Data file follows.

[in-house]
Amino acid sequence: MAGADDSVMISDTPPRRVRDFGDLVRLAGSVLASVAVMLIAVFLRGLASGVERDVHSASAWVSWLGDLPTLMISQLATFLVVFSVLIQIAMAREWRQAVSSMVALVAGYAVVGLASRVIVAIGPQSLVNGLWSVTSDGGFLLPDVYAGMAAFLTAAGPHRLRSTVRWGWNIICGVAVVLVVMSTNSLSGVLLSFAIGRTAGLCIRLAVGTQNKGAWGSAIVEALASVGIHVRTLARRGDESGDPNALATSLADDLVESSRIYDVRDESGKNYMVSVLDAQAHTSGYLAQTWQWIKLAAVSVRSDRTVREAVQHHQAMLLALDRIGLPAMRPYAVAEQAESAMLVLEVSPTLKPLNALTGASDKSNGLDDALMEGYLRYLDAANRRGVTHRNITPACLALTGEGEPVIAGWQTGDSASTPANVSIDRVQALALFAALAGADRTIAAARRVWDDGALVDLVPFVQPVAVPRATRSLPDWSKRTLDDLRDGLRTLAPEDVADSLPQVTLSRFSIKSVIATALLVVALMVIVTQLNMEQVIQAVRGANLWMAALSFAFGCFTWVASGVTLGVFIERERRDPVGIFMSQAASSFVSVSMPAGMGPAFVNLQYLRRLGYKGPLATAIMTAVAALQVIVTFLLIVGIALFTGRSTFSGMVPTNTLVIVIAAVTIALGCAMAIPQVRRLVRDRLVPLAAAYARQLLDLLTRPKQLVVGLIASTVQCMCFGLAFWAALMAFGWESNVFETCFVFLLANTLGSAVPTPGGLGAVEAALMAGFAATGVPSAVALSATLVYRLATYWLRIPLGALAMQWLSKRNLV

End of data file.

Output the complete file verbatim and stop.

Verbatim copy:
[in-house]
Amino acid sequence: MAGADDSVMISDTPPRRVRDFGDLVRLAGSVLASVAVMLIAVFLRGLASGVERDVHSASAWVSWLGDLPTLMISQLATFLVVFSVLIQIAMAREWRQAVSSMVALVAGYAVVGLASRVIVAIGPQSLVNGLWSVTSDGGFLLPDVYAGMAAFLTAAGPHRLRSTVRWGWNIICGVAVVLVVMSTNSLSGVLLSFAIGRTAGLCIRLAVGTQNKGAWGSAIVEALASVGIHVRTLARRGDESGDPNALATSLADDLVESSRIYDVRDESGKNYMVSVLDAQAHTSGYLAQTWQWIKLAAVSVRSDRTVREAVQHHQAMLLALDRIGLPAMRPYAVAEQAESAMLVLEVSPTLKPLNALTGASDKSNGLDDALMEGYLRYLDAANRRGVTHRNITPACLALTGEGEPVIAGWQTGDSASTPANVSIDRVQALALFAALAGADRTIAAARRVWDDGALVDLVPFVQPVAVPRATRSLPDWSKRTLDDLRDGLRTLAPEDVADSLPQVTLSRFSIKSVIATALLVVALMVIVTQLNMEQVIQAVRGANLWMAALSFAFGCFTWVASGVTLGVFIERERRDPVGIFMSQAASSFVSVSMPAGMGPAFVNLQYLRRLGYKGPLATAIMTAVAALQVIVTFLLIVGIALFTGRSTFSGMVPTNTLVIVIAAVTIALGCAMAIPQVRRLVRDRLVPLAAAYARQLLDLLTRPKQLVVGLIASTVQCMCFGLAFWAALMAFGWESNVFETCFVFLLANTLGSAVPTPGGLGAVEAALMAGFAATGVPSAVALSATLVYRLATYWLRIPLGALAMQWLSKRNLV